Both are completely reasonable, but one is clearly a much more serious matter than the other (we’ll accept that in certain cases like controlling gambling spending, being able to impose such restrictions could be transformative for some people, but we doubt it would be a silver bullet).

The consultation paper goes on to say that it doesn’t want to bake programmability in. Big block quote time (from pg. 78 of the consultation). If you click on the underlined text below you should be able to see our annotations, sorry if this is janky:

Some people might find this text reassuring, but we wouldn’t judge anyone who thinks the opposite.

Look, we don’t believe the government is trying to get rid of cash to bring about a new world order. We don’t think Andrew Bailey is a reptile (even if Mark Carney and Lex do). We don’t even think that handing the government the power to control how you spend your money would lead to them, you know, actually doing that.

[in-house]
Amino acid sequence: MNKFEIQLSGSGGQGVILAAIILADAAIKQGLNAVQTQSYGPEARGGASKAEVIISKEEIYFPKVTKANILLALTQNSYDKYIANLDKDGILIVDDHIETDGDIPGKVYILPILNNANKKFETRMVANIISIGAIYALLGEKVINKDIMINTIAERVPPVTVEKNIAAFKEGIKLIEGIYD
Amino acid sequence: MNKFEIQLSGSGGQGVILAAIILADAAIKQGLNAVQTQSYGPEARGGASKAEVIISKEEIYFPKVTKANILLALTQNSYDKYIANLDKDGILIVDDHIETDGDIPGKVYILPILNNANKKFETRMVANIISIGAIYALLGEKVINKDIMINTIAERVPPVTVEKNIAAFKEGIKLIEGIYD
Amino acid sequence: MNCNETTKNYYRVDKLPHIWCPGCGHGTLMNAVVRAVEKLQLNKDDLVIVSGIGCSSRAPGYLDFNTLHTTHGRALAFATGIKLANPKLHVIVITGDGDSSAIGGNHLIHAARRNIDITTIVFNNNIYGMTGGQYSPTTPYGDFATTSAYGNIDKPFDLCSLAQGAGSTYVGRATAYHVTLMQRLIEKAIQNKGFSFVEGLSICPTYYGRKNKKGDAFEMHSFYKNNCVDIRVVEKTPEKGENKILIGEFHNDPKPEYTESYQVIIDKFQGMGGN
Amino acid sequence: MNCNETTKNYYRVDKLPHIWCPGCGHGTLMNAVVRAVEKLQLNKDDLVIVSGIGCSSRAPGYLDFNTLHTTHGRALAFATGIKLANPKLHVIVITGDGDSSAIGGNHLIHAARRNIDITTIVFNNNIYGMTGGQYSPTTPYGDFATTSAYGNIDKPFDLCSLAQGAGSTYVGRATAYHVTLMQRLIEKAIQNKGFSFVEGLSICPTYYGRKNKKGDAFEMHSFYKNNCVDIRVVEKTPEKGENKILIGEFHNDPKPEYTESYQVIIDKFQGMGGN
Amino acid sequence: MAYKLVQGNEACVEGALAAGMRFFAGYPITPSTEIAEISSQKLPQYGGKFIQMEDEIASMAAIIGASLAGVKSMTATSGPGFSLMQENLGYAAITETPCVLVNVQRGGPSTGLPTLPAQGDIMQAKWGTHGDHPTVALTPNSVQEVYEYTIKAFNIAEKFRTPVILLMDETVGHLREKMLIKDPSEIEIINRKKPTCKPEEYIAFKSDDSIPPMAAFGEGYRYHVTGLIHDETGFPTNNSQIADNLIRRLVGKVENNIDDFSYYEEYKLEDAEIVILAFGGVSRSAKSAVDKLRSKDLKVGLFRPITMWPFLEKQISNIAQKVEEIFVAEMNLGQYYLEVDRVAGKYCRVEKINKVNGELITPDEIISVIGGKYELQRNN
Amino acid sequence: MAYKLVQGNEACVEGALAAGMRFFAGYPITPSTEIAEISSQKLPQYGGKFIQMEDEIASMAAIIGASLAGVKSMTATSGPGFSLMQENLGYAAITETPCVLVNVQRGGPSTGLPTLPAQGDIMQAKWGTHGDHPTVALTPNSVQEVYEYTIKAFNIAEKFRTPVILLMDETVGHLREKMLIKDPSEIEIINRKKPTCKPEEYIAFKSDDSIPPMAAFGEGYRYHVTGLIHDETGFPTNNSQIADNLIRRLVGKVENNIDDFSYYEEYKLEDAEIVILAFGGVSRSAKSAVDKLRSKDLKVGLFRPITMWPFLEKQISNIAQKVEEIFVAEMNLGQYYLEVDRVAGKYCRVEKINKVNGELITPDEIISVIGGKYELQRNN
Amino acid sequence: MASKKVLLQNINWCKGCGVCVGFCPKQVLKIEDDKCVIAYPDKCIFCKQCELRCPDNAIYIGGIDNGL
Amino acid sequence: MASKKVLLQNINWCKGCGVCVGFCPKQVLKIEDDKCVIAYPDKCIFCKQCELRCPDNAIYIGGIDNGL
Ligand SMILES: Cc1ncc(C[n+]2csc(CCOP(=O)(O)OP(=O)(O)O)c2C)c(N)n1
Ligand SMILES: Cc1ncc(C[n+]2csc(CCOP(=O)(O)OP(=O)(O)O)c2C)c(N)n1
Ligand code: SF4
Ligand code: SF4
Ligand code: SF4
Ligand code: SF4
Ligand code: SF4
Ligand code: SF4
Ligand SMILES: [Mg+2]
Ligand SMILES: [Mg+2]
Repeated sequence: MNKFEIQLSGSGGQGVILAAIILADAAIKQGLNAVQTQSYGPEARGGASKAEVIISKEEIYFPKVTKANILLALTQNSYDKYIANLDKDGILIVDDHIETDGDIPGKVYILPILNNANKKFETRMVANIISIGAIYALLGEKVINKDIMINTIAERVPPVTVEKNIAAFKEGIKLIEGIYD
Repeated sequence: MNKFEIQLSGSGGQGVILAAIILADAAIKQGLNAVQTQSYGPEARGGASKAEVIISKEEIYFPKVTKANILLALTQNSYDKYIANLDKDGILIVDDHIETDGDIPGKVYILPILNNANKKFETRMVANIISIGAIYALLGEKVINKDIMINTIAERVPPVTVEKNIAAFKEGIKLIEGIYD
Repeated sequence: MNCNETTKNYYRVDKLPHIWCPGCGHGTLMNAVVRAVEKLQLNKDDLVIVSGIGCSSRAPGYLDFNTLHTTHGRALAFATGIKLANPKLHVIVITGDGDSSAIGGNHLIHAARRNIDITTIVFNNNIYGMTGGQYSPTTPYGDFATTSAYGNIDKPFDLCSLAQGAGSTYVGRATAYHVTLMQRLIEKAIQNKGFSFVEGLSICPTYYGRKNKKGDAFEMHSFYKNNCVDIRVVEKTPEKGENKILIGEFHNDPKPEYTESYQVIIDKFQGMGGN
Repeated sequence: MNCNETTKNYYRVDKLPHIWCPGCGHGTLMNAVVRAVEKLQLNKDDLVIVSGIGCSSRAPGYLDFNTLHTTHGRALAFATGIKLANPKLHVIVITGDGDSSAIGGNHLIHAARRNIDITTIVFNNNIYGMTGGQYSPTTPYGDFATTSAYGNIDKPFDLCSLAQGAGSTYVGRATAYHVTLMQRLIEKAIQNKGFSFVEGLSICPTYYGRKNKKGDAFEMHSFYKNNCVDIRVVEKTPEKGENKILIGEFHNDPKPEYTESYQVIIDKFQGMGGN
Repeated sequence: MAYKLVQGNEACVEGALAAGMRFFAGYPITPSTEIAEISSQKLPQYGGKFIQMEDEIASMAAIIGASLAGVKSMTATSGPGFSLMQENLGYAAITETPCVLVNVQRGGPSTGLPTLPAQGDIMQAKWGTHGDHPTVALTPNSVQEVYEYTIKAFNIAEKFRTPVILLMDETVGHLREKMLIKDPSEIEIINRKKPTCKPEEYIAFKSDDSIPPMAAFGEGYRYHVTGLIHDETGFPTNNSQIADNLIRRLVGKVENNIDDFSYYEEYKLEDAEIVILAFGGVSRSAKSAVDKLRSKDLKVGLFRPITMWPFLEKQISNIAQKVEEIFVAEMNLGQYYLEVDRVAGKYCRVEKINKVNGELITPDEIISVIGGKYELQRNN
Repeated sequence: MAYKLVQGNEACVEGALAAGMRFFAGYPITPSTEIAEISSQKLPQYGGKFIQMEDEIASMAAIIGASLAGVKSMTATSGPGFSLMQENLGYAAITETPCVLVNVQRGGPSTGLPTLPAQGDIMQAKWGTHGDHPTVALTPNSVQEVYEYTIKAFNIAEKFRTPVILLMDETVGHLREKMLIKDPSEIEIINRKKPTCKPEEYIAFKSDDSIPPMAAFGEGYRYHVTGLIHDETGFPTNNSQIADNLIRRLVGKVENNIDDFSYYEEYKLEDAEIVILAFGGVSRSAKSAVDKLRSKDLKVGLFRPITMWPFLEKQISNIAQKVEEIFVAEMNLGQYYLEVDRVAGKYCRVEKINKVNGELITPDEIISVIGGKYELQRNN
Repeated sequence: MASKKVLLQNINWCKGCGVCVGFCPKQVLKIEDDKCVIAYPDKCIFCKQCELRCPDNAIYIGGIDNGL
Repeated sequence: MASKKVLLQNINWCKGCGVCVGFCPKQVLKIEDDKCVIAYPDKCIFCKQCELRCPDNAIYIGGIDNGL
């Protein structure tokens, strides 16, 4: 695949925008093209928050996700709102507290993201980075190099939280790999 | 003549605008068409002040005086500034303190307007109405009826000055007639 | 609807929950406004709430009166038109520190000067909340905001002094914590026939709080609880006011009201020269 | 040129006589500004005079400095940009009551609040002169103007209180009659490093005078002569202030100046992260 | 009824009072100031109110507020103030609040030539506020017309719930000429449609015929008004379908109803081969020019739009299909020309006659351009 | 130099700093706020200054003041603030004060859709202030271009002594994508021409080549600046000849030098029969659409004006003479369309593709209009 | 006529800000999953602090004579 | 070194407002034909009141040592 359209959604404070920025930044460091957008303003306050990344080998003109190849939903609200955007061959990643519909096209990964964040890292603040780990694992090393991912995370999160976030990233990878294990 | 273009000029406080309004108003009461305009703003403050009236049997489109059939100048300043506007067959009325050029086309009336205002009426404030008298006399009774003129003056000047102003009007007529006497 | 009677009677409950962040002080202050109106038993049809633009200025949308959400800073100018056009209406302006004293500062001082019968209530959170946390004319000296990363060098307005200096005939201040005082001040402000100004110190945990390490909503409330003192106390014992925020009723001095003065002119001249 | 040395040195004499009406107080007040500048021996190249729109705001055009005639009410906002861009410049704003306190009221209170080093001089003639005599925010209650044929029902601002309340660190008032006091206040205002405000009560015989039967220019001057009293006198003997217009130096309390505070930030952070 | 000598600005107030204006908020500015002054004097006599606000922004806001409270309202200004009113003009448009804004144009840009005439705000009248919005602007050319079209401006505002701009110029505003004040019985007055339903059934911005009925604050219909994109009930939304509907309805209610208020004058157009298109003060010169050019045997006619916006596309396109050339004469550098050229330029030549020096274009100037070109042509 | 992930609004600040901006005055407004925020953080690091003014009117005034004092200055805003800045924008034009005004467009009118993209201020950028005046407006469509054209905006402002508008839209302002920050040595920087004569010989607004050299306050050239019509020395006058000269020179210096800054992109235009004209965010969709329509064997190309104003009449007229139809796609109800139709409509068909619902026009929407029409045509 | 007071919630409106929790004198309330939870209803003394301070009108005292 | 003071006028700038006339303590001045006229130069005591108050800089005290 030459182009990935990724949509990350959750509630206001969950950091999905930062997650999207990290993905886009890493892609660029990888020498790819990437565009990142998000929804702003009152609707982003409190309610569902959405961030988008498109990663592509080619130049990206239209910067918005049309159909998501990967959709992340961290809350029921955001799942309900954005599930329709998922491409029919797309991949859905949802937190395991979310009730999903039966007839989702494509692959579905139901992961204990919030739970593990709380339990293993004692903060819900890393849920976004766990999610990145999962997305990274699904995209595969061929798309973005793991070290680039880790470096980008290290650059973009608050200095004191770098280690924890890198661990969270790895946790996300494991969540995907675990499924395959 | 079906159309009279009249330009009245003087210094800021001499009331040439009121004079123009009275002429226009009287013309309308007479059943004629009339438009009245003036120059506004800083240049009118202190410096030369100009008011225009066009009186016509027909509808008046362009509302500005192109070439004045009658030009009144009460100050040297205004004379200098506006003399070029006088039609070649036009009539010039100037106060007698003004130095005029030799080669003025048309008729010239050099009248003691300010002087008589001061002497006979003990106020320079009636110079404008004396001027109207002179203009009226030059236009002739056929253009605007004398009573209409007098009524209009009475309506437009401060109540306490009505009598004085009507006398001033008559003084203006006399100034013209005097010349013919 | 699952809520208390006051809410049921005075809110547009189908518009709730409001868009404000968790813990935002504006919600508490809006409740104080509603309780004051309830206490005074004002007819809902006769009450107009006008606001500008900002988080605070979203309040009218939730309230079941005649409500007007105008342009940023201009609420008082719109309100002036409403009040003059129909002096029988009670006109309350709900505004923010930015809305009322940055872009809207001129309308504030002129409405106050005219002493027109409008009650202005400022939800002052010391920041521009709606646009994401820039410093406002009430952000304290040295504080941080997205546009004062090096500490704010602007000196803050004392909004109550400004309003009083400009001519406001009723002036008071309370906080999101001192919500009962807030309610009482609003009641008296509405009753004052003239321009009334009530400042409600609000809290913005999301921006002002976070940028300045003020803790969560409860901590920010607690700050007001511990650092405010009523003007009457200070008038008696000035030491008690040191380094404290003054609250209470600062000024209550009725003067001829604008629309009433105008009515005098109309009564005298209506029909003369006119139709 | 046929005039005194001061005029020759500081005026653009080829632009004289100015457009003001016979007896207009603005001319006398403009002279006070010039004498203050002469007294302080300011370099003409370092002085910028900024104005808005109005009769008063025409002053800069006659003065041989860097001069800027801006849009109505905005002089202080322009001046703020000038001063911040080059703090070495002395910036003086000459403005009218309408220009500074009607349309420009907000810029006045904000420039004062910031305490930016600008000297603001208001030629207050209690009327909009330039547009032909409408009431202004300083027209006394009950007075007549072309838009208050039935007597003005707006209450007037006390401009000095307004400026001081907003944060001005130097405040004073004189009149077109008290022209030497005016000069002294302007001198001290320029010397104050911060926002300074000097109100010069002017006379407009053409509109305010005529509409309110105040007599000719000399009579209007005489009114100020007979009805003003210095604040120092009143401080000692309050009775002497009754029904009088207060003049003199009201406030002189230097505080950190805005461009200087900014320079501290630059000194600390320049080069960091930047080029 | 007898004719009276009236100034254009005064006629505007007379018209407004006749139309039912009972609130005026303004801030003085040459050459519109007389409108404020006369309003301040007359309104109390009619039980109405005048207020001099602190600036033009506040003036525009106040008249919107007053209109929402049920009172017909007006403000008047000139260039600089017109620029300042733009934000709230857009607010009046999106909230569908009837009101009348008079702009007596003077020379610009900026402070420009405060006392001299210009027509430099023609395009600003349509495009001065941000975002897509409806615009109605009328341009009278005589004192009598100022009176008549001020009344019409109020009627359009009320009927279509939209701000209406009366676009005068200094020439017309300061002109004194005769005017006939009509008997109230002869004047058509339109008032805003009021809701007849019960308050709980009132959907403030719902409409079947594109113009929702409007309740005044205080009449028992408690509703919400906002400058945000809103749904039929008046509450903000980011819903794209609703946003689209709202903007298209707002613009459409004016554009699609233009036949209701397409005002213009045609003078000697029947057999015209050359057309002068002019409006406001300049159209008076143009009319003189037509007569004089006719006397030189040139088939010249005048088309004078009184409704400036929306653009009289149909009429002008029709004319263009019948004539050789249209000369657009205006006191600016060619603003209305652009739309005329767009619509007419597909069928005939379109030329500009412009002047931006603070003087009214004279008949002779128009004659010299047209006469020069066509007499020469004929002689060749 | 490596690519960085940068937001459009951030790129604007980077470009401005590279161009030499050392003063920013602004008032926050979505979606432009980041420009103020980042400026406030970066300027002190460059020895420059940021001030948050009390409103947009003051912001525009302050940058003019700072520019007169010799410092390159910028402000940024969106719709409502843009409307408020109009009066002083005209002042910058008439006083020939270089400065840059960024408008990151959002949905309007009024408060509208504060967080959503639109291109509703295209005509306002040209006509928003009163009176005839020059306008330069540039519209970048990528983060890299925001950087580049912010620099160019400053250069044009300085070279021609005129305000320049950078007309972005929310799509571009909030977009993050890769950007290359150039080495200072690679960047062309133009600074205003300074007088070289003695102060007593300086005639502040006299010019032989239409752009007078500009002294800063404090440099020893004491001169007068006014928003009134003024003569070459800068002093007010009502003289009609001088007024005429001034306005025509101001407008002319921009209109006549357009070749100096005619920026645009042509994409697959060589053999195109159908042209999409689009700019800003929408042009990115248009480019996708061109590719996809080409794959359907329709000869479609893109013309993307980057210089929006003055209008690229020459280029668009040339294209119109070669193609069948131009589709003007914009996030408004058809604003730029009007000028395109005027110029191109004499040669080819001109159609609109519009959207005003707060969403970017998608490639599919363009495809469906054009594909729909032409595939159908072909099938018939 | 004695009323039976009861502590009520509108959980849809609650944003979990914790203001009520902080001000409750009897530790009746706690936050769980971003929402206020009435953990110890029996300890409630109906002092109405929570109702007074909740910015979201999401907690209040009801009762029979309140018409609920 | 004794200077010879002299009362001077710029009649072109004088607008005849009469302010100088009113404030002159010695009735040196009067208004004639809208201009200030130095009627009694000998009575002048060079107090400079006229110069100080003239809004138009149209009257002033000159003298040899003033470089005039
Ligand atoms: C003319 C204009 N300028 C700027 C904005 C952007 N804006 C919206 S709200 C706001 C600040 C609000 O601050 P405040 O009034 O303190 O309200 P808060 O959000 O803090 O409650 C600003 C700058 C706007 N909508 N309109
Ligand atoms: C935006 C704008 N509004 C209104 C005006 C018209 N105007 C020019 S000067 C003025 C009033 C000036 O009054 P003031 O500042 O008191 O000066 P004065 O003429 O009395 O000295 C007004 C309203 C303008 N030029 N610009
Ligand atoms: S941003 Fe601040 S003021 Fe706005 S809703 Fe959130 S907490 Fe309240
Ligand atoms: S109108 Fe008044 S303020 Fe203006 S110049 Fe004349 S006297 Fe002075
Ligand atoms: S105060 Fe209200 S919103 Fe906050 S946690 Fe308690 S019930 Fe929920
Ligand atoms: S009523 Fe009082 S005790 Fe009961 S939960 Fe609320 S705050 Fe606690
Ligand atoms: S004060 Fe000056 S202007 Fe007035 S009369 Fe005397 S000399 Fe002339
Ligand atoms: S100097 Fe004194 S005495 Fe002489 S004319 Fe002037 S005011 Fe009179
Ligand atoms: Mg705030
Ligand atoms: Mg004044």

But assurances are just that: assurances. And people have every right to be sceptical of assurances, especially from their government.

Ultimately, writing off fundamental concerns about CBDCs because they’ve becomes bedfellows with truly outlandish conspiracy theories doesn’t serve anyone well. If the BoE and Treasury insists on making Britcoin a thing, the onus is surely on them to make a vigorous case that genuinely addresses these concerns.